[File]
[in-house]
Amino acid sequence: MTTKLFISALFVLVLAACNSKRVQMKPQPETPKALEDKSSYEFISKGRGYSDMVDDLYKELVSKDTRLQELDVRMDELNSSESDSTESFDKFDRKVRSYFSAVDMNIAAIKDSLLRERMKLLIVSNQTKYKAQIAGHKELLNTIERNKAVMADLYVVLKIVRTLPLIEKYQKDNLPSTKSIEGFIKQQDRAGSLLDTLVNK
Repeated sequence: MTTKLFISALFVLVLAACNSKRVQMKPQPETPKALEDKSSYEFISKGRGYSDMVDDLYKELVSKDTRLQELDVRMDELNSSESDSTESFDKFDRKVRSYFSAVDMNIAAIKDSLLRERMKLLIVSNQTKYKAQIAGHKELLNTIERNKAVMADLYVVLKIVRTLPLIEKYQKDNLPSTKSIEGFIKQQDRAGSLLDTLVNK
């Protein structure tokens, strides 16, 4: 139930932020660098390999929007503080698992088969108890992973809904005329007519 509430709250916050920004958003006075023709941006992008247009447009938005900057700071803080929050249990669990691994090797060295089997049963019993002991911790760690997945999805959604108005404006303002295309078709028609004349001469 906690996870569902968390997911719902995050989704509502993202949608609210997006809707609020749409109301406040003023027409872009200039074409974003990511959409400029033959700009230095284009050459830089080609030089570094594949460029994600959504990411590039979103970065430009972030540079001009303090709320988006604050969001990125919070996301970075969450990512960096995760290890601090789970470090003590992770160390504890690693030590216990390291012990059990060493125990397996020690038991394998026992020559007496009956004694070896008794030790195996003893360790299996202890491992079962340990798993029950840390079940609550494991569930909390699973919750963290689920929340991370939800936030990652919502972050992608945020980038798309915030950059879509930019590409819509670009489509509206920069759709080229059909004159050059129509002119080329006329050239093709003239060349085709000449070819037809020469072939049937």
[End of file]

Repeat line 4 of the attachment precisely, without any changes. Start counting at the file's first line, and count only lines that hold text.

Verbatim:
């Protein structure tokens, strides 16, 4: 139930932020660098390999929007503080698992088969108890992973809904005329007519 509430709250916050920004958003006075023709941006992008247009447009938005900057700071803080929050249990669990691994090797060295089997049963019993002991911790760690997945999805959604108005404006303002295309078709028609004349001469 906690996870569902968390997911719902995050989704509502993202949608609210997006809707609020749409109301406040003023027409872009200039074409974003990511959409400029033959700009230095284009050459830089080609030089570094594949460029994600959504990411590039979103970065430009972030540079001009303090709320988006604050969001990125919070996301970075969450990512960096995760290890601090789970470090003590992770160390504890690693030590216990390291012990059990060493125990397996020690038991394998026992020559007496009956004694070896008794030790195996003893360790299996202890491992079962340990798993029950840390079940609550494991569930909390699973919750963290689920929340991370939800936030990652919502972050992608945020980038798309915030950059879509930019590409819509670009489509509206920069759709080229059909004159050059129509002119080329006329050239093709003239060349085709000449070819037809020469072939049937």